This changes the distribution of the tiny magnets, augmenting the number of atoms aligned with the external magnetic field. This imbalance is the source of the MRI signal, as we can manipulate these tiny magnets to produce signals that can be processed into images.” 

“Common MRI field strengths are 1.5 to 3 tesla, around 300,000 times stronger than the earth’s magnetic field and 30,000 times stronger than your common fridge magnet. You absolutely do not want anything ferrous around these machines during operation, a field this strong can lift nearby wheelchairs straight off the ground. For research purposes, MRIS can produce even higher magnetic fields, up to 20 teslas. Achieving this intense magnetic field comes as no easy feat. Early MRIs used permanent magnets as their source of the main magnetic field but only reached strengths of 0.5T limiting the resolution of the machine. Electromagnets can be used to reach stronger magnetic fields, but standard electromagnets can’t produce a 1.5 tesla field. Higher magnetic fields require higher electric currents that would melt ordinary wires. To achieve larger currents in the wires, engineers required superconducting coils.”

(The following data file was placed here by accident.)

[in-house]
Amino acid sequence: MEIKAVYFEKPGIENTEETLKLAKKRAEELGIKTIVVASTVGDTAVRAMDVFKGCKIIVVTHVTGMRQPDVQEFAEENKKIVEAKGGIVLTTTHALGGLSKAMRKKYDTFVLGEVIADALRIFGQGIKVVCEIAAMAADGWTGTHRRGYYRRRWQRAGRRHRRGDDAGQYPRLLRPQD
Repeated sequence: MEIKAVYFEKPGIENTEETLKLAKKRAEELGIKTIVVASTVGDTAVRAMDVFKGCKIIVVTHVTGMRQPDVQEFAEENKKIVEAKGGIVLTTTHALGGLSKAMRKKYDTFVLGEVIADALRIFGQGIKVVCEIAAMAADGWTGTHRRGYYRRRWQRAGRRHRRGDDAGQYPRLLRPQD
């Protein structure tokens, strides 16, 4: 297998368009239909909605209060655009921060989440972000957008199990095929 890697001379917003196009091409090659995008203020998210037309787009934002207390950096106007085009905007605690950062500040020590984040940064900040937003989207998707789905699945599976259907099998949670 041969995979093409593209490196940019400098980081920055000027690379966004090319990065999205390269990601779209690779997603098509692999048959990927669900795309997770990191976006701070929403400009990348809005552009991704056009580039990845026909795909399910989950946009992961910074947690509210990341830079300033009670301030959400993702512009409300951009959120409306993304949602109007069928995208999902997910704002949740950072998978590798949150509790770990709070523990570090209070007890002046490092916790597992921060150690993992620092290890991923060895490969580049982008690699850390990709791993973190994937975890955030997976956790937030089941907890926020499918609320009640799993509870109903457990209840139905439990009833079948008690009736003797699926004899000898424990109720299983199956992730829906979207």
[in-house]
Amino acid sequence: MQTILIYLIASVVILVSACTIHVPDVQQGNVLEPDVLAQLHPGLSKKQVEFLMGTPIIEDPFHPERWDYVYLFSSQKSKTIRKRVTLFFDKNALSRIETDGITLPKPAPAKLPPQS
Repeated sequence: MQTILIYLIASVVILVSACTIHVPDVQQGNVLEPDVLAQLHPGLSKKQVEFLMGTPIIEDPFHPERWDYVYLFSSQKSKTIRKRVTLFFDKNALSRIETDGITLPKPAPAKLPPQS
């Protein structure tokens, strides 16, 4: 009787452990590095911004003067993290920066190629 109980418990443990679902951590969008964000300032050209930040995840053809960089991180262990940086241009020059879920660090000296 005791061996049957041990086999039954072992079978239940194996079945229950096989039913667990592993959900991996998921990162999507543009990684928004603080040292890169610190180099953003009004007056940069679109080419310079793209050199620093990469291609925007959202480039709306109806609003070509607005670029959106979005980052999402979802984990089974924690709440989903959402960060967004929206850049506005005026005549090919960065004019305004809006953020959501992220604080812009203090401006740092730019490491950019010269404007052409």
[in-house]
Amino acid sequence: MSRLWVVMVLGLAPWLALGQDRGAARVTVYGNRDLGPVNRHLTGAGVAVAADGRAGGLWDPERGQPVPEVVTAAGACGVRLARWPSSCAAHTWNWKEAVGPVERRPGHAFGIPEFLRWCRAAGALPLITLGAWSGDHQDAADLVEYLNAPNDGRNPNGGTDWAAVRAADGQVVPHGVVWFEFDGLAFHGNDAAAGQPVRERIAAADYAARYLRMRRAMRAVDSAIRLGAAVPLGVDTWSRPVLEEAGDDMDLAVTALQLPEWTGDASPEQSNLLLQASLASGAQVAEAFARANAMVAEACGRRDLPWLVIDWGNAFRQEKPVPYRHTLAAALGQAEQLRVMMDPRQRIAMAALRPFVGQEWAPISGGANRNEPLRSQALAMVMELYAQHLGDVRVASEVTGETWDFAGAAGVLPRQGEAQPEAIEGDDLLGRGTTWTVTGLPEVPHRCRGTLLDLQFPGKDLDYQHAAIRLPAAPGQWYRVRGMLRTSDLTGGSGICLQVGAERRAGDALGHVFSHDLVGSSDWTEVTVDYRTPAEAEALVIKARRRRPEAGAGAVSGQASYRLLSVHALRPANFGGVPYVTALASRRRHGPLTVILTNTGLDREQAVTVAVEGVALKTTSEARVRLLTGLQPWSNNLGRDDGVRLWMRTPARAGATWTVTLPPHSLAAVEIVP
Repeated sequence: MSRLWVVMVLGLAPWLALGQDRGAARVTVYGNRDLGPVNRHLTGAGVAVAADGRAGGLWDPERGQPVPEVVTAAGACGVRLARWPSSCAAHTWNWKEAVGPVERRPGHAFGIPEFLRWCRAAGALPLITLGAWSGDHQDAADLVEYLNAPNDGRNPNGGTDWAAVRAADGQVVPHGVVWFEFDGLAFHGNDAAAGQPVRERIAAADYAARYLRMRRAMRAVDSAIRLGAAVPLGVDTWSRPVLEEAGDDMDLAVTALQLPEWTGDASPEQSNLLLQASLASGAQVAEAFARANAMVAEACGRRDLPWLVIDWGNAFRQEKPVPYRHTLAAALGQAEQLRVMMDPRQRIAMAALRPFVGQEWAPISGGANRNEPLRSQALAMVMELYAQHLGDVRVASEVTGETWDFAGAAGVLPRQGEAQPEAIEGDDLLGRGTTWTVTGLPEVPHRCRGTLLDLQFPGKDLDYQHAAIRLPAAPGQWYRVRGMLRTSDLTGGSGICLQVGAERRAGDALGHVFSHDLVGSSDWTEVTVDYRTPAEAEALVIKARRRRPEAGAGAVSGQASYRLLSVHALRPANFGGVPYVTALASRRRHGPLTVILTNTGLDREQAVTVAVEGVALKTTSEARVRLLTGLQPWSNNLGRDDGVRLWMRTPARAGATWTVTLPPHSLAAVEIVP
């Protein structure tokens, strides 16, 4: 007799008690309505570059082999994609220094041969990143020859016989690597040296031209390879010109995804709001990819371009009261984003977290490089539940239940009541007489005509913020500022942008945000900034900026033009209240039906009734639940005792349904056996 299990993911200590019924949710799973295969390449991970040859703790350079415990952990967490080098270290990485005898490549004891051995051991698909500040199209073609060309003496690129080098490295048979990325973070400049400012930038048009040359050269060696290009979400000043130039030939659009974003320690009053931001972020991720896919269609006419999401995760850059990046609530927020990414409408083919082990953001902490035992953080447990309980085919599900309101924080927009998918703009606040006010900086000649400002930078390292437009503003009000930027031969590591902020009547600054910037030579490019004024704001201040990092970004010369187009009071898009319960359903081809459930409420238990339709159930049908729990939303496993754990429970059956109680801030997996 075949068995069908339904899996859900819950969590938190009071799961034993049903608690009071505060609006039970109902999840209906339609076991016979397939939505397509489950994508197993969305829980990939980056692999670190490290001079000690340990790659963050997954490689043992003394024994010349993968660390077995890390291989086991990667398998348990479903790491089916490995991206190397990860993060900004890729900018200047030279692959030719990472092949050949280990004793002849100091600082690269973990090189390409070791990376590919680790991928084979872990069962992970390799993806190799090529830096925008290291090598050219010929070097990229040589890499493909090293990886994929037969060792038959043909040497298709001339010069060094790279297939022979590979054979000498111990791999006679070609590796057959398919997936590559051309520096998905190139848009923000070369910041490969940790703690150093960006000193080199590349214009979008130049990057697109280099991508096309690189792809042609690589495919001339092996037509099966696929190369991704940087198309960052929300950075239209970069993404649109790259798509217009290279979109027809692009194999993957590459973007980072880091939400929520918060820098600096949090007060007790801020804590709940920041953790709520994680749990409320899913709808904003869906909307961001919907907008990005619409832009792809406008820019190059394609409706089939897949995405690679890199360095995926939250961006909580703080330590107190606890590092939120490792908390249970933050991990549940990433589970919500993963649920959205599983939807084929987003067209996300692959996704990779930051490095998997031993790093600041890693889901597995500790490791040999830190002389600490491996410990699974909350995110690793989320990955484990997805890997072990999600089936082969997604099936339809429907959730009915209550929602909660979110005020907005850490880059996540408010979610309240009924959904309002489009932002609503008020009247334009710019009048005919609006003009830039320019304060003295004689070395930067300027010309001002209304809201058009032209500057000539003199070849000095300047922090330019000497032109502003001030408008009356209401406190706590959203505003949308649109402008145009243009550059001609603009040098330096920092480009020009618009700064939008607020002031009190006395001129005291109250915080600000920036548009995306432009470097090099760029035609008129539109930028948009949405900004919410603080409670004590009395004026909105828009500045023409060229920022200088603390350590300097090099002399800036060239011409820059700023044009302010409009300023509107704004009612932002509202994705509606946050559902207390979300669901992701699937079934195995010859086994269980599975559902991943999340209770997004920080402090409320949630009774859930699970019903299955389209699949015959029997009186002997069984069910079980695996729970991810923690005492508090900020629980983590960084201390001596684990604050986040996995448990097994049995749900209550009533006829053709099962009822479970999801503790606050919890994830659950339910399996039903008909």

“Superconductors are another sci-fi technology. Temperature affects all metallic conductors. With resistance gradually lowering with temperature. But superconducting materials are special, in that their resistance drops to zero at temperatures close to minus 273 degrees Celsius, or absolute zero. In theory, when this happens, an electric current could travel in a loop of superconducting material indefinitely, never needing a power source.”